On the surface, shifting from “employee engagement” to the “employee experience” may seem like an exercise in semantics.
You might have a point.
I guess it is if nothing actually changes, it is just that. If we: measure engagement without doing anything to address gaps; see our talent as disposable; are willing to risk burning people out over building them up.
The employee experience movement, however, is a call to action. I think it has risen out of a half-way job of making sure work and people matter. And, it goes farther because we’ve realized the only way of keeping boomers from retiring (taking all their knowledge and experience with them) and keeping Millennials’ from fleeing (taking all their enthusiasm and innovation with them), we need to create a work experience that is meaningful.
Employee experience encapsulates what people encounter, observe or feel over the course of their employee journey at an organization.
The shift to the employee experience is happening throughout every industry. Whereas employee engagement looks at how people engage with their work, the employee experience is a more holistic approach. It’s about a sense of community and your contribution. And it’s actually a good indicator of the health of not just the employees’ relationship with the organization, but the organization as a whole.
What I’m not saying is we throw caution to the wind. We’re not going to stop employee engagement surveys, but we do need to do something with what we learn from them. We’re not going to ditch our onboarding programs, but we do need to check in with folks it’s working. I’m not saying our wellness programs don’t work, but we do need to ask “what else is needed?” I’m not suggesting we throw out our respectful workplaces policies, but we do need to get worried when people say not 100% of incidents are reported.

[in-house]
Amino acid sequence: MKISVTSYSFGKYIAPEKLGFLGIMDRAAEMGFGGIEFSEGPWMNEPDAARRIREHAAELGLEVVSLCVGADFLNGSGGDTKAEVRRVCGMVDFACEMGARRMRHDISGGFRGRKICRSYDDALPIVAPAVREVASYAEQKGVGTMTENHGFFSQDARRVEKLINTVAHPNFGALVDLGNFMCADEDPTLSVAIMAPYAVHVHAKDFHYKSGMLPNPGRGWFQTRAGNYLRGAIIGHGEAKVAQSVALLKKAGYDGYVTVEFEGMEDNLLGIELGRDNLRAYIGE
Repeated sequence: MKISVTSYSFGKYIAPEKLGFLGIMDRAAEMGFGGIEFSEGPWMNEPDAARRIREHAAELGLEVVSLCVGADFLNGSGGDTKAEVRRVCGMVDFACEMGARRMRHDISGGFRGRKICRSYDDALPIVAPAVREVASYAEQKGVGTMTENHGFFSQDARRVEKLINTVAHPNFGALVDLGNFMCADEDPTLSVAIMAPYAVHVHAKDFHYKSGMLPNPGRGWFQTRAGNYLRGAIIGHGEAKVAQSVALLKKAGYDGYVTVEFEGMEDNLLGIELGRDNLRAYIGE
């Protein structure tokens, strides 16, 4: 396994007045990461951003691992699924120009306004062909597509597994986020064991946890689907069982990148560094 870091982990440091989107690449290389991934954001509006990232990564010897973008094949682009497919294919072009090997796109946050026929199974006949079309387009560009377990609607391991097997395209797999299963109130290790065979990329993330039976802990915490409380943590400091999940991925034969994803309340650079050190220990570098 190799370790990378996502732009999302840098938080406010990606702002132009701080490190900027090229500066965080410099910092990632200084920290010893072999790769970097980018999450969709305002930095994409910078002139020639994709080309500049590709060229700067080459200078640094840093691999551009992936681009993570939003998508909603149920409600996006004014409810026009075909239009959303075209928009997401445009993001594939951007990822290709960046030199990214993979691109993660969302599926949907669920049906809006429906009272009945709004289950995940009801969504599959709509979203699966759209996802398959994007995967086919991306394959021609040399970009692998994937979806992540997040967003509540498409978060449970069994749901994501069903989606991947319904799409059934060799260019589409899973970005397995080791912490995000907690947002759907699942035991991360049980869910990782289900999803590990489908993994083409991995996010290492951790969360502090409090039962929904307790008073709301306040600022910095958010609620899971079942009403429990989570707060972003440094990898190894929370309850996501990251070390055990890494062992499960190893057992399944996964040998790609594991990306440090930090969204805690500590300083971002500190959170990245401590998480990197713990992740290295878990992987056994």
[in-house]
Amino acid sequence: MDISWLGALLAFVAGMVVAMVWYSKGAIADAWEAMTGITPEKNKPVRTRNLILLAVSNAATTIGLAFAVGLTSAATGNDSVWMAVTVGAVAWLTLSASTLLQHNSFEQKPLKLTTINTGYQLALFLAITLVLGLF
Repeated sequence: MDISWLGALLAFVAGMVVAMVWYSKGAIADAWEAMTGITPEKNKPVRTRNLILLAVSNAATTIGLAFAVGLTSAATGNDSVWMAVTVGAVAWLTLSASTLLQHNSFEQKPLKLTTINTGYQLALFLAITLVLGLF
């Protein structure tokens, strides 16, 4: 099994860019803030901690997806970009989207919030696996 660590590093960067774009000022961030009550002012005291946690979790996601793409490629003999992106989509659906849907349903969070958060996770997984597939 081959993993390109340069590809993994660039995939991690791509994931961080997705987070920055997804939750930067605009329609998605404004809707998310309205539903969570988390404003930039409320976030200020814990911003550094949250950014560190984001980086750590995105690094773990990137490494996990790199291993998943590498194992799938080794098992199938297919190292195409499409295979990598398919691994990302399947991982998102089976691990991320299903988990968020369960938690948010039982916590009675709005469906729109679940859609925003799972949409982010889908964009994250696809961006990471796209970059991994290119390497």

This can seem pretty daunting, I know, but here’s a few ideas to get us started:
- Job Crafting
The person doing the job should help create, define and train others for that job. You may have Job Crafting tools already, but are they being consistently used? Are those doing the actual job completing them?
Job crafting allows you to make relevant tweaks and changes to role responsibilities, job descriptions, key deliverables, and outcomes. Through this process, barriers and miscommunications get addressed (things that often deflate not just performance but people’s experience of their roles and organization). At its best, job crafting seeks to answer the question: “How can I perform at my best?”
- Leverage Strengths
When people leverage their strengths, they perform better. Yet most have never assessed their strengths before. One tool I’ve shared with you before is the VIA Signiture Strengths Survey. How is the job, work environment and schedule aligned to individuals’ strengths? How might a few tweaks better enable individuals to flourish in their roles, and encourage others to do the same?
- Recognize Greatness (my holy grail)
We so rarely notice the extraordinary that happens in our everyday work lives. We instead see extraordinary as rare and only believe a select few uber performers display it. Well, we get what we expect (and only see what we notice). What if we believed small glimmers of greatness were deserving of acknowledgement? What might that do for people’s perceptions of their jobs?
Leaders, don’t wait until annual recognition to tell your team members that they’re performing well. It’s important that you tell your team what valuable contribution they’re making, how much you value them, and specifically the greatness you see them contributing. Write it in an email, send it in a text, post it on your internal intranet, send them a little note on a card. Just find a way to recognize their greatness and don’t wait too long to do it.
What are some of your tips of small but powerful ways to elevate the employeeexperience?
Want to check out more resources about how recognition can elevate the employee experience? Check out these articles:
- Why We Don’t Recognize in Organizations (and how to change that!)
- Three Questions to Determine if You’re in Burnout Mode
- 80+ Ways to Recognize Self and Others